The global virtual fitting room market is forecasted to more than double from $3 million in 2019 to $6.5MM by 2025. While some retailers are working with tech providers such as Perfitly or Apple’s ARKit (for iOS applications), others are creating their own virtual fitting room software and/or acquiring companies. Amazon reportedly patented its own “blended-reality” mirror, which works using augmented reality. The publishing of that patent came about three months after Amazon acquired a company called Body Labs, whose 3D body scanning technology was used towards advancing virtual reality applications. Body Labs was acquired for an estimated price of at least $50 million to as high as $100 million; New York-based Body Labs was founded in March 2013, according to CrunchBase, and had raised $13.2MM across two investment rounds—closing an $11MM Series A in November 2015.
In May 2021, Walmart acquired Israeli-based virtual fitting room start-up Zeekit for an undisclosed amount. Interestingly, Zeekit only raised a $9MM round of funding prior to the acquisition. According to Denise Incandela, EVP at Walmart, “Virtual try-on is a game-changer and solves what has historically been one of the most difficult things to replicate online—understanding fit and how an item will actually look on you. Zeekit will help us deliver an inclusive, immersive, and personalized experience for our diverse customer base.” Customers will be able to upload photos of themselves or choose from different models that represent their height, shape, and skin tone. The technology will show how clothing would fit and resemble the experience they have at a store. They can also enlist a friend’s help in deciding on a purchase by sharing the virtual outfit and getting an opinion. According to Zeekit, early data has shown the service to help reduce return rates for its retailer partners by 3%.
“Our mission is enabling brands to create the most intimate and purposeful relationship with their consumers, one that is based on mutual value creation, personalized experiences, and sustainability.”
By Ignacio Longarte, Founder & CEO, Szentia
III. Smart Packaging with IoT & Distributed Ledger Technology
The beauty sector creates 122 billion single-use sample sachets annually, very few of which are recyclable. The industry now needs to satisfy the digital, green consumer and go from transactional to an engaging and personal relationship with its consumers. Reusing packaging designed to last with tracking will create a huge impact over time.
Szentia is a B2B solution for brands that offers smart packaging and a total beauty experience through AI, IoT, and distributed ledger technology to act on real-time engagement and adopt circularity. The Szentia experience consists of reusable tokenized smart packaging that’s co-designed with its brand customers. It also includes a smart hair and skin analyzer, a brand platform, and a consumer app. Founder & CEO Ignacio Longarte says, “Our mission is enabling brands to create the most intimate and purposeful relationship with their consumers, one that is based on mutual value creation, personalized experiences, and sustainability.” He went on to say that “the experience is all under a fair digital exchange because the vision under our technology is that the consumer is willing to voluntarily and intentionally share data against not just product sales, but something meaningful. We help brands achieve that through smart interactive packaging powered by an AI platform. Properly used, gradually our solution can enable a new business model/channel for brands.”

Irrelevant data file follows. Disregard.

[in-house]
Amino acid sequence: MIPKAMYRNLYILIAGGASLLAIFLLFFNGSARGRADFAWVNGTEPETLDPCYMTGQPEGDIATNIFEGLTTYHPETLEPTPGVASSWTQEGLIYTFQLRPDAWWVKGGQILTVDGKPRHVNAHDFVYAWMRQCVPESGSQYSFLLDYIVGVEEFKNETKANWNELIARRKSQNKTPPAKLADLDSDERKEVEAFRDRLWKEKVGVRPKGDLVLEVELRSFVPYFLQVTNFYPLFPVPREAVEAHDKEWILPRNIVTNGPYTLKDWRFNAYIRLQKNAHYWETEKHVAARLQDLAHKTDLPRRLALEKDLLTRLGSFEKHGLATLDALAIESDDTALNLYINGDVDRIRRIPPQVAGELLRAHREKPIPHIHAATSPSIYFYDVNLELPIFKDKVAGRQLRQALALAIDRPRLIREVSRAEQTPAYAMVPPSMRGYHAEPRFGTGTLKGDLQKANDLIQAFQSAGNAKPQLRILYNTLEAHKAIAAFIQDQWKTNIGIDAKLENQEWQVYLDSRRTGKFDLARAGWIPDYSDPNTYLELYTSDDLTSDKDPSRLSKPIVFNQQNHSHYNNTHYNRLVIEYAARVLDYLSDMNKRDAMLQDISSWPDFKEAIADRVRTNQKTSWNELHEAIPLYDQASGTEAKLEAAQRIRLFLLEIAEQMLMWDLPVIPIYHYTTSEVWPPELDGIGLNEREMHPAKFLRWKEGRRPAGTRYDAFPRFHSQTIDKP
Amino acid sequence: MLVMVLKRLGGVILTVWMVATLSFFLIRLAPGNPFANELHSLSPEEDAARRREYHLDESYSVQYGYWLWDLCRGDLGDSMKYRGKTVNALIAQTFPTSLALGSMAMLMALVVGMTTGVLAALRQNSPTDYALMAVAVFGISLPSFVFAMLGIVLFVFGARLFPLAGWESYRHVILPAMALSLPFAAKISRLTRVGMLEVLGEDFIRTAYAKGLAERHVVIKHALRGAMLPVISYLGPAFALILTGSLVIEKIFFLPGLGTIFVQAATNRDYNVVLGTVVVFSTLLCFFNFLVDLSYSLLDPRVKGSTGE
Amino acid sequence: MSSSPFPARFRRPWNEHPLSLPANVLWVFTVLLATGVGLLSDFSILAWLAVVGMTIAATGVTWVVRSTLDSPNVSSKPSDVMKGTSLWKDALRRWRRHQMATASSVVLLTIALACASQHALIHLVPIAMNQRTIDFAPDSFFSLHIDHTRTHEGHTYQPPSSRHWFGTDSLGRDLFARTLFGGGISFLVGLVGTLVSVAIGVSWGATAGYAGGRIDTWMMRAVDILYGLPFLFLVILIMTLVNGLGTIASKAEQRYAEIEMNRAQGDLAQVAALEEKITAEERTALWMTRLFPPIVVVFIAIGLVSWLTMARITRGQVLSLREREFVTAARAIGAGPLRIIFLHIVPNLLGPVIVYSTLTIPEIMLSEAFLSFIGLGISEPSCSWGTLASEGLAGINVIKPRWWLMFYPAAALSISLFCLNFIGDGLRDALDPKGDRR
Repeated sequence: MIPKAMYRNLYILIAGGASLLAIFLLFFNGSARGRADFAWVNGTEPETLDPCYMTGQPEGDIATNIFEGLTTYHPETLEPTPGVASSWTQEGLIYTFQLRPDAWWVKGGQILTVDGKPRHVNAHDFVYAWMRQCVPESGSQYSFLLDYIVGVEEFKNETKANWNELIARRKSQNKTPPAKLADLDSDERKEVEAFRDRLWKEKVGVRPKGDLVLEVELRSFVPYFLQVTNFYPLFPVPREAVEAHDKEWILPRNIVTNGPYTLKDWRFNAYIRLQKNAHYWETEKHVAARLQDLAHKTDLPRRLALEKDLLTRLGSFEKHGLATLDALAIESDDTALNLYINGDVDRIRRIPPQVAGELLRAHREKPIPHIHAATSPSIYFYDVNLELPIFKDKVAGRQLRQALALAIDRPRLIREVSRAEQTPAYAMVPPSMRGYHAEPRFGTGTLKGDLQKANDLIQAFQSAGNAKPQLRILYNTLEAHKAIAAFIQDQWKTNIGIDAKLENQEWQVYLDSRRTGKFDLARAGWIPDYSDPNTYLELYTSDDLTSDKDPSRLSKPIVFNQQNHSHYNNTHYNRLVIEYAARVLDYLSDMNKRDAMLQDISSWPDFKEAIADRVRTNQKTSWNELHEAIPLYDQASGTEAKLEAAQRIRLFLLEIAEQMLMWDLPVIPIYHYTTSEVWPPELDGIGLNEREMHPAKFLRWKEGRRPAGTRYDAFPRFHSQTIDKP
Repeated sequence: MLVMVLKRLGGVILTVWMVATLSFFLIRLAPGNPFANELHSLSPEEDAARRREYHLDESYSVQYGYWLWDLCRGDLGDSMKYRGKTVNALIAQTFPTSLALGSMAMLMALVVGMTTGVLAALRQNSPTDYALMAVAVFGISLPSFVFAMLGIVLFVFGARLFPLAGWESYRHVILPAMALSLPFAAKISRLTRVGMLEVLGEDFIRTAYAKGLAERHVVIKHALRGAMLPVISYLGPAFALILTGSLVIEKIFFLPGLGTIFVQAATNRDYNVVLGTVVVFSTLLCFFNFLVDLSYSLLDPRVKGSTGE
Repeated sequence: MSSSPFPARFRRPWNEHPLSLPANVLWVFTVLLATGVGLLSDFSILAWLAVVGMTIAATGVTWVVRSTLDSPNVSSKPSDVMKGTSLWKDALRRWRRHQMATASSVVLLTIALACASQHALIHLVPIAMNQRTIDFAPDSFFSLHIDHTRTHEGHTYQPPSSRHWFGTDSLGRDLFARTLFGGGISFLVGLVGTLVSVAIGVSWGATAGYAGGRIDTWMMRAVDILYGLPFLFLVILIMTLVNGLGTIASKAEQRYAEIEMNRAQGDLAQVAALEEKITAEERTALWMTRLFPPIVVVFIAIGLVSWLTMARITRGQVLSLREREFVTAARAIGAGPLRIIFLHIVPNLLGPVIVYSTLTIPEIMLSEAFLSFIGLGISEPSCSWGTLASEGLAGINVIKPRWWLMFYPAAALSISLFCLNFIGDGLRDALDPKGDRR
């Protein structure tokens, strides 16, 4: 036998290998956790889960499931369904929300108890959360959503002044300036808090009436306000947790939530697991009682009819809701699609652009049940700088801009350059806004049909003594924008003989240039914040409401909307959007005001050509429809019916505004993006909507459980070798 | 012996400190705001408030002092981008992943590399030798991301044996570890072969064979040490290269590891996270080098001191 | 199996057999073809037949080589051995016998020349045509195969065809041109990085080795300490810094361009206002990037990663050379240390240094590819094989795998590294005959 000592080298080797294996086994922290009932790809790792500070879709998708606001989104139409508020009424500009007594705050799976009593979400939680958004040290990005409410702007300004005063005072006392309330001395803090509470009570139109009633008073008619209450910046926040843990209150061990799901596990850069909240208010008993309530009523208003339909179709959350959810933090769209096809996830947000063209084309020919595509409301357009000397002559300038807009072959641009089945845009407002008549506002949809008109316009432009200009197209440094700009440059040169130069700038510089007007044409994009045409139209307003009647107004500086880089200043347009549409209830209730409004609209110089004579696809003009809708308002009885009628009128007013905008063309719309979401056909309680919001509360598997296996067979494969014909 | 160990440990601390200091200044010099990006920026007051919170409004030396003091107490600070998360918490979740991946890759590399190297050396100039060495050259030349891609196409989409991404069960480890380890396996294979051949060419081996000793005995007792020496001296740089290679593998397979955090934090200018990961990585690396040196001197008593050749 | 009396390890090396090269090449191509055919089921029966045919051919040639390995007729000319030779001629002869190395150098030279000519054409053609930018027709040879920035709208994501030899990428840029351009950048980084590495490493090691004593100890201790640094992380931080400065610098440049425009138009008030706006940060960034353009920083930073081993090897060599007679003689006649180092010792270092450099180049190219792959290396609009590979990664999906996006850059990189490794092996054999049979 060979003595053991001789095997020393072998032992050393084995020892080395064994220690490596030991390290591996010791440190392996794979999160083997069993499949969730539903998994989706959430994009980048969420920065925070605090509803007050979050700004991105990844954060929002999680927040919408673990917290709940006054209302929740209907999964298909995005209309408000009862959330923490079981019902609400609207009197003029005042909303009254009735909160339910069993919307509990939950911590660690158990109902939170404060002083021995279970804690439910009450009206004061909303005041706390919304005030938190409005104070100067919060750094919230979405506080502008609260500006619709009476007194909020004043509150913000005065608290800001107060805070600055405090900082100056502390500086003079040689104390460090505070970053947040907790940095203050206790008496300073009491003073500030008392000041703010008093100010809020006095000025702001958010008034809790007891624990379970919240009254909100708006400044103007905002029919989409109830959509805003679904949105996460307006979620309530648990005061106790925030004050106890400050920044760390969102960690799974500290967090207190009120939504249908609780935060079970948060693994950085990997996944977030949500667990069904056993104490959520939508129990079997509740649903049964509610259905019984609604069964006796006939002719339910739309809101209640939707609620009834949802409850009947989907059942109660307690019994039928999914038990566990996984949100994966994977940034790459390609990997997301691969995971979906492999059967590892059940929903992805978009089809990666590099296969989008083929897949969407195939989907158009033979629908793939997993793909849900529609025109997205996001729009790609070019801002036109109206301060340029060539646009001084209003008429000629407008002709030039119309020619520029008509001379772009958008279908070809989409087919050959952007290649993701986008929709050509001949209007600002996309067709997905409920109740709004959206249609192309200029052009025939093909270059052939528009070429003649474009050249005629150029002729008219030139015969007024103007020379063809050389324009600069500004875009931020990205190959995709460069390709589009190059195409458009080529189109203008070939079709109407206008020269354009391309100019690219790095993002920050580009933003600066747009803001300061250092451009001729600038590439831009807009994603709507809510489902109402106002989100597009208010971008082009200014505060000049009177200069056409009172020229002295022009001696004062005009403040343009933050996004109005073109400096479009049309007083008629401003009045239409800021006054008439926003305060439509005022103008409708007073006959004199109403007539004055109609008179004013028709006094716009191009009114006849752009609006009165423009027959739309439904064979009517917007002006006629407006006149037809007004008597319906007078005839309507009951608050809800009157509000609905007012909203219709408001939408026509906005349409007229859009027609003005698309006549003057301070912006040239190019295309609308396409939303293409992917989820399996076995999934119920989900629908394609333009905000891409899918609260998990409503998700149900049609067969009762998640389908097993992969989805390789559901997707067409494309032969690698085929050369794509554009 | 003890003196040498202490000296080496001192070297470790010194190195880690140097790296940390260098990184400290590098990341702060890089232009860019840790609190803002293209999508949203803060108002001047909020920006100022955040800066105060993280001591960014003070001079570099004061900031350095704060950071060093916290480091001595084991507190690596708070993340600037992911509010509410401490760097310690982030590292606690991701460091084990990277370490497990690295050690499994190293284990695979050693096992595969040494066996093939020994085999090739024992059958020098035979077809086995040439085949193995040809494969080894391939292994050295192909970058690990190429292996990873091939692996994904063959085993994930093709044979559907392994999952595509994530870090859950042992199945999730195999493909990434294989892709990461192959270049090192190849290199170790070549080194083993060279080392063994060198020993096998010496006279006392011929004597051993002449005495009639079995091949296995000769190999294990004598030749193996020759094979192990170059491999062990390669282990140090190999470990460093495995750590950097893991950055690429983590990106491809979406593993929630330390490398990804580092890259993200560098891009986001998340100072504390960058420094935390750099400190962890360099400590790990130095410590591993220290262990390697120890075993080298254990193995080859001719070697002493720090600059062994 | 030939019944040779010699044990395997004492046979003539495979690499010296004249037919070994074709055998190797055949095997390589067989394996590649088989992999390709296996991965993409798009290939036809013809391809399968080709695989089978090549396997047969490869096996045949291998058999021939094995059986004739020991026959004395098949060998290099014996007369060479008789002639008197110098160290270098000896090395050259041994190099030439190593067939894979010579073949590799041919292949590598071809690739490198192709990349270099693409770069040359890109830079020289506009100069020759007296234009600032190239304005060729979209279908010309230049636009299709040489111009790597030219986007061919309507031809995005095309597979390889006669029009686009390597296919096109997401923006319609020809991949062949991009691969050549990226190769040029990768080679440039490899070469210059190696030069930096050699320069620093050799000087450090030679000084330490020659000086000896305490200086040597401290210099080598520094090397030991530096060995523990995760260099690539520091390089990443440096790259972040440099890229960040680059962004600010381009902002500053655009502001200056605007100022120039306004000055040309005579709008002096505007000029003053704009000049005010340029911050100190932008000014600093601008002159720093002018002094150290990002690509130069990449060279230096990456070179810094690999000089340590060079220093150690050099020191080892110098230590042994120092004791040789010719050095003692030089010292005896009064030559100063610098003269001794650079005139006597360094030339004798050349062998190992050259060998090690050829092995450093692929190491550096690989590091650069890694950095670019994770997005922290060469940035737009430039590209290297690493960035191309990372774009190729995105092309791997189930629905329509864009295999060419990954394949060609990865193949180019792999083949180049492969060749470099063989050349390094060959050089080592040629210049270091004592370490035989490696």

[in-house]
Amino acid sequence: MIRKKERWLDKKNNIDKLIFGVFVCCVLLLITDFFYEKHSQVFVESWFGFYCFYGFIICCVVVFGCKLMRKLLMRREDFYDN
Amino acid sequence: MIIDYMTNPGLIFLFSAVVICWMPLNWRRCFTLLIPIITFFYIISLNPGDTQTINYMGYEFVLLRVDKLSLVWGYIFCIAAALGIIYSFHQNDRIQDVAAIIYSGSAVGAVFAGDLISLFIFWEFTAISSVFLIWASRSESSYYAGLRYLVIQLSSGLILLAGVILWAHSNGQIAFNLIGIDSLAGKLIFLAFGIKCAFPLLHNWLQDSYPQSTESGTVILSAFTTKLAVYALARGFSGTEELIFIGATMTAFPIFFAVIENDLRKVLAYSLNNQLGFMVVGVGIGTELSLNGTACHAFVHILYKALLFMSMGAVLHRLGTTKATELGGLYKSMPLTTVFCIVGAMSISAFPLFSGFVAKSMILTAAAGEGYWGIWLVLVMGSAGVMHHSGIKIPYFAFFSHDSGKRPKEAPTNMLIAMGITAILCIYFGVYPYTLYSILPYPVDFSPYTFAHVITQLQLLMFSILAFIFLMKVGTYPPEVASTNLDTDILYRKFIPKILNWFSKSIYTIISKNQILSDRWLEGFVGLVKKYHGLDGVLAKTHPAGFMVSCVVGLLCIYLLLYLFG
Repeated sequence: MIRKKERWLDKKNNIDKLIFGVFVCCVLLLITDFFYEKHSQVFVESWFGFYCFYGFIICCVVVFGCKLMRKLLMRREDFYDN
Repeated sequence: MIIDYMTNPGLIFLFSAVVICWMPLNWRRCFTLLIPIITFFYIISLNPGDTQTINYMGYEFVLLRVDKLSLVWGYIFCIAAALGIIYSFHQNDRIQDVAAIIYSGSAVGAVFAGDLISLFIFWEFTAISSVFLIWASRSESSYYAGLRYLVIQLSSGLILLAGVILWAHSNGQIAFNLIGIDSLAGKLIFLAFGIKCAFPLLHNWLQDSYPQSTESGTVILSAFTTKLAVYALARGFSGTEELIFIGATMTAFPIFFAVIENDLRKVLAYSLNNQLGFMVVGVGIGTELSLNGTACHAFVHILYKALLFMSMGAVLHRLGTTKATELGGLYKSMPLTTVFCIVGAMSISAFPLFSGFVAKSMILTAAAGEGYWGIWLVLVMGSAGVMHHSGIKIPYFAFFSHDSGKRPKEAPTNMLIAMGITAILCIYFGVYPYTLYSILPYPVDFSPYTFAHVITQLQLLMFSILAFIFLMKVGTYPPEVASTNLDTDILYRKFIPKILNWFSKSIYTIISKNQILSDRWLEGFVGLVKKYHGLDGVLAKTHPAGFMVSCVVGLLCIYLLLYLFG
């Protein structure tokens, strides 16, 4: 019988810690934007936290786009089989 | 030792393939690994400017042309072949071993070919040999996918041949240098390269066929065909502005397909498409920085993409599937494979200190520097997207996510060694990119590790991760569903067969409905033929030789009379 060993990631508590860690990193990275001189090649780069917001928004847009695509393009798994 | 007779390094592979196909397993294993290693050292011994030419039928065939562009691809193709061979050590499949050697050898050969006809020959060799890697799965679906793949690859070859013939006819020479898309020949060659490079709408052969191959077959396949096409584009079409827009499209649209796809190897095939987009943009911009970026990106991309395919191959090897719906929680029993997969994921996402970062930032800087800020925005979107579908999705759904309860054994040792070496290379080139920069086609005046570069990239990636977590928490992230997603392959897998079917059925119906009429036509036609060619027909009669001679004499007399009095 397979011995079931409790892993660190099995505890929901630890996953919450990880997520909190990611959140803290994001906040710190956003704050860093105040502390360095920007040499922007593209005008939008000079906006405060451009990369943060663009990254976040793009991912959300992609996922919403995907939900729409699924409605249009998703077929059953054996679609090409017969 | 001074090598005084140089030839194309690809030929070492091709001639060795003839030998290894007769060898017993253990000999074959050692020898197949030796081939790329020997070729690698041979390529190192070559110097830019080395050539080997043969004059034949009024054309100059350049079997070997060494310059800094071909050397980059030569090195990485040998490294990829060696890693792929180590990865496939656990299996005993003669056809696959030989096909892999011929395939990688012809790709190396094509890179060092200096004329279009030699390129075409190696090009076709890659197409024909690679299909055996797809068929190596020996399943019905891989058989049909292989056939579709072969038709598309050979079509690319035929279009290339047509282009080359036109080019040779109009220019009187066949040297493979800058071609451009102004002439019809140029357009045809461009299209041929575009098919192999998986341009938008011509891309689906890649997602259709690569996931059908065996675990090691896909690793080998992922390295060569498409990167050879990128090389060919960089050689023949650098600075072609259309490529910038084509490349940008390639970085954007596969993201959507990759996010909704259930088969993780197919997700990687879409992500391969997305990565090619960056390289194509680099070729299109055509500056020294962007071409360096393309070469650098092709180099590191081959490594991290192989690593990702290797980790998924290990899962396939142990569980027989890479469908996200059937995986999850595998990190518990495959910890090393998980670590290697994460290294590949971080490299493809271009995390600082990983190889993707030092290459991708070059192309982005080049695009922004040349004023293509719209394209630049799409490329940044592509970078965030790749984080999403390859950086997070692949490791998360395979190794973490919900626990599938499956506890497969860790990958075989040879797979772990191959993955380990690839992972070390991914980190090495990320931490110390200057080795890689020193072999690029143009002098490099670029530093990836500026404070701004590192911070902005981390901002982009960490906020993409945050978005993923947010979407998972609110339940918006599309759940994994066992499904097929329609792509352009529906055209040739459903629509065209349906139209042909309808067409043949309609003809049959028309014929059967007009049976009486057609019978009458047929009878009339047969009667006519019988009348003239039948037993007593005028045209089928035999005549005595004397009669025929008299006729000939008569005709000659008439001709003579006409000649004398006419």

With Szentia, the net environmental savings for brands include 71% less of a carbon footprint and a 50% reduction in water footprint. So far it is the only platform that tracks E2E from factory, distribution, use & reuse to recycling. Other benefits include expert beauty advice that includes personalized recommendation and beauty content, a Smart Coach in the bottle/flank (helpful for dosage of product) and a loyalty plan in the app, and experiential benefits automation which includes recommendations, promotions, up-selling, and rewards. The smart packaging guides you intuitively through your next best routine every time, personalized for you based on your own evolution and external parameters. So far, Szentia has signed two beauty conglomerates and a pro beauty salon chain as early customers.
To solve the world’s sustainability challenges, we must leverage expertise from across a broad spectrum of sectors and industries. We need creative systems-level thinking that cultivates innovation in sustainability. Tech-enabled personalization is one such innovation that provides a more mindful consumer experience which is key to reducing packaging waste, overconsumption, and bracketing. It will increase buyer confidence while building loyalty for brands and retailers.
A previous version of this article was published in TechCrunch.
2 Article(s) Remaining